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@mala I'm more interested in its use of lua. it's ancient history but I was turned onto scite and sciter by a college, scite is basically the sciter text control spun off into a notepad code editor, but it's lua scriptable. The deal breaker for me was that it's windows only. I'll have to double check if that's true of sciter as well.

Regarless of if that's a deal breaker for me personally, having a solid gui framework like this for windows as open source would be a boon.

Does anyone know the wayland equivalent of this: ?

I have a second monitor (thus not the main one), which is a touchscreen.

CAPTCHA is a reverse Turing test where a human has to prove they're not a robot to a robot.

hello world, #introduction time

i'm novie, a witchy, nerdy, 23yo non-binary void creature

i'm a nut for everything technology related, including, but not limited to, computers, os and hardware architecture, power user-oriented ux, embedded systems, 3d printing, electronics, mountain bikes, cars,

i also like video games, metal and j-pop, anime and manga

i have adhd and suck really bad at living with it

purple is the best

I'm not saying that you should rush out and replace your 90" flat screen with a 10" black and white CRT or anything, but I think there's something to be said for watching things that were intended to be seen on a 10" black and white CRT on a 10" black and white CRT.

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Most people don't need backwards compatibility to the end of time. As long as it runs their favorite OS and browser, it works fine.

Mobile phones are a great example: Intel refused to trim the fat in their architecture, even when they had their short lived attempts at mobile x86.

Phones are already cumbersome to use, I don't need to run WordPerfect on one.

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I feel like x86 probably wouldn't be going off the deep end this soon if Intel had just removed some of the ancient instructions. I don't think there's any one person who fully understands every instruction in x86, it's a mess.

Having a reduced version of x86 for lower powered devices may have helped, or at least bought them time, but now it's pretty clear it's dead. AMD are the only reason x86 is still relevant ironically.

"we desperately need technology developed in the public interest that isn’t trying to sell us things, or, conversely, trying to sell us to advertisers"

mobile website rant 

FFS, if your cookie banner isn't closeable, why the heck do you paint a close button? :blobugh:

(edit: grammar)

Progress update:

The TV works and looks Great.

I have it connected to a matching transformer > RF modulator > RCA switch.

Connected to the RCA switch is an HDMI to RCA adapter (connected to that is a raspberry pi, I'll move the pi to RCA as soon as I find my pi RCA cables) a famiclone, and a super famiclone.

In the near future I'll add an NES clone (the one I have right now is PAL?), either a real c64 or a The c64, my VHS VCR and my betamax VCR.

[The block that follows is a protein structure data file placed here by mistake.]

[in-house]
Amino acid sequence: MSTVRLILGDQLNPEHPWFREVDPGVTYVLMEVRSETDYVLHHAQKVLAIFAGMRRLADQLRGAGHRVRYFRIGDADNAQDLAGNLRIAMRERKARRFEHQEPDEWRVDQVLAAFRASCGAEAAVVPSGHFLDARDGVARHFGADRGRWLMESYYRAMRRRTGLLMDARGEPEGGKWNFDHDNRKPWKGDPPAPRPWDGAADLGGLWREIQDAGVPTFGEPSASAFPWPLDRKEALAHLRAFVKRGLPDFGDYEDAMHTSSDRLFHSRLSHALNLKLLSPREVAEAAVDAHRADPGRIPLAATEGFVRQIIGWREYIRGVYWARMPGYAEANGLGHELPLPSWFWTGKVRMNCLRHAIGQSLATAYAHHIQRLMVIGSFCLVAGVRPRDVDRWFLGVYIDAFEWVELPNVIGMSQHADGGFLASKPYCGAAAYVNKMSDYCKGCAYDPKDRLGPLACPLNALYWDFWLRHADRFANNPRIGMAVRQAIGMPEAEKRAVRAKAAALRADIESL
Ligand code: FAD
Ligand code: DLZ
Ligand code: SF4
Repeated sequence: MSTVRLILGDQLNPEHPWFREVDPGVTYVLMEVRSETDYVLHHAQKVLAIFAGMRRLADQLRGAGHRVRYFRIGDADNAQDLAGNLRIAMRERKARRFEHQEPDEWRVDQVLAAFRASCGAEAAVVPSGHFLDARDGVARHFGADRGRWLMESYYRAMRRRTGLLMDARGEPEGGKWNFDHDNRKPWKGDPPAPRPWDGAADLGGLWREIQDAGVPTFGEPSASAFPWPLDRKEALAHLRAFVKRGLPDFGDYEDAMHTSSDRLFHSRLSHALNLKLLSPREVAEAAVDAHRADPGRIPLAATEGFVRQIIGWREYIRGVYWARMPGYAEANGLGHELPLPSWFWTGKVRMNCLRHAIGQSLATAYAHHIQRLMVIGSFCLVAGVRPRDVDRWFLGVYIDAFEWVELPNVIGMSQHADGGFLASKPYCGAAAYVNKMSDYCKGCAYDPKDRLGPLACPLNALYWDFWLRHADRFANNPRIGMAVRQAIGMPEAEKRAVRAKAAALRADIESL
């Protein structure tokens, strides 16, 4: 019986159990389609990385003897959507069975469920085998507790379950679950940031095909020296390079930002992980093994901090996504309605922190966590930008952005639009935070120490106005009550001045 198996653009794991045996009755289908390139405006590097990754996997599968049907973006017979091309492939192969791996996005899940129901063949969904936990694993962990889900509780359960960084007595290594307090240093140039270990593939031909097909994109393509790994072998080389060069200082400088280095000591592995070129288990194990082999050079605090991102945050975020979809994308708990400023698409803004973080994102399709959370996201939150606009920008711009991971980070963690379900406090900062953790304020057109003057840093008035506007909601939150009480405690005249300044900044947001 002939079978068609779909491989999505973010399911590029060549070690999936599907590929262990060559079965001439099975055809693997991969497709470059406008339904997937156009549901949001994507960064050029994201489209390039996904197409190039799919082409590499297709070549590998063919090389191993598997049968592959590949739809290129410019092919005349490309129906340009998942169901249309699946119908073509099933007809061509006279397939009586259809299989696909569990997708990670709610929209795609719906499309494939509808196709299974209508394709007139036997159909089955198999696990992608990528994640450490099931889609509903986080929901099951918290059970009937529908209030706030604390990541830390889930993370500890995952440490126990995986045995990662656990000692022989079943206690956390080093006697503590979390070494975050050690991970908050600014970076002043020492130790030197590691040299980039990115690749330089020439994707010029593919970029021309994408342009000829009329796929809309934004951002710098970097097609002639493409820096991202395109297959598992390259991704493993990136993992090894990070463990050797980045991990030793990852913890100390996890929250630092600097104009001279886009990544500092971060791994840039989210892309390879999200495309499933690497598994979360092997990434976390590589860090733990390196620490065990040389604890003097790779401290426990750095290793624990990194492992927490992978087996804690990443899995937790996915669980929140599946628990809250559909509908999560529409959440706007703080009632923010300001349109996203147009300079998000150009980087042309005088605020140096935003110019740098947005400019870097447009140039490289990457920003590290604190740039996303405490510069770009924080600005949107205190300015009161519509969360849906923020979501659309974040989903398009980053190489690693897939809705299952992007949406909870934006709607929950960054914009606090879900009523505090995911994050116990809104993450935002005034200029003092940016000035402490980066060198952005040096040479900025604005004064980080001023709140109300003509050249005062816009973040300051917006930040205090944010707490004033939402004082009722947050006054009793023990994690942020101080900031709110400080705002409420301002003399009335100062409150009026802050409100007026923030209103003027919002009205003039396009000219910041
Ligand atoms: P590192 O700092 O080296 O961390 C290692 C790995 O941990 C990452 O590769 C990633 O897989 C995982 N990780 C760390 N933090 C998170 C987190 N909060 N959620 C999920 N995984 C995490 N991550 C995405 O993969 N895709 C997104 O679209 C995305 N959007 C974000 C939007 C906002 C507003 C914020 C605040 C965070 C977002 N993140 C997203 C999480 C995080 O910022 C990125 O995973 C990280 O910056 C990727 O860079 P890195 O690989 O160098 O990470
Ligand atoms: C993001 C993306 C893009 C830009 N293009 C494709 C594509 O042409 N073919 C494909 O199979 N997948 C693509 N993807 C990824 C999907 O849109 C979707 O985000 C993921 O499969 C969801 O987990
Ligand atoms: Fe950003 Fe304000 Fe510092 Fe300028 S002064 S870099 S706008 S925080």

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Using HTML/CSS as a way to develop GUI's is one thing, and quite interesting.

But much like node.js - I am concerned with the blurring line between browser and OS.

I would have thought people would be thinking more carefully these days about the terrible implications this has.

I only just found out about this
@Kickstarter to open source the Sciter HTML engine - it has <48 hours to go but I think we can do it!

It would not be right to say that this is a new browser engine, but a DOM/CSS/JS alternative that’s tiny, bog-standard C, and FLOSS would be an amazing tool to explore new GUIs, OSs and embedded experiments in a form familiar to a generations of coders.

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Note that the reason I named GNU/Linux instead of another Free operating system like Parabola BSD, Haiku, or even Alpine Linux is because most vendors have some level of official support for GNU/Linux operating systems.

GNU/Linux on the Nintendo Switch, for example, is more-or-less a slightly modified version of Nvidia's own official GNU/Linux distro shipped with Tegra X1 development boards.

Seeing other OSs would be great, but realistically (blobbed) GNU/Linux (or AOSP?) will be the first.

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Once there's a working Linux kernel it's fairly easy to get things working usually, but sometimes with hardware vendors that refuse to release source there are very strange incompatibilities with other OSs, even ones based on the Linux kernel.

Because they include proprietary modules and binary blobs, you're basically at the mercy of them to fix the issues.

"You need to run this specific build of the kernel, no other will work because we don't want to make it"

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For people who care about, support, or build Free, Libre, and Open Source Software (FLOSS).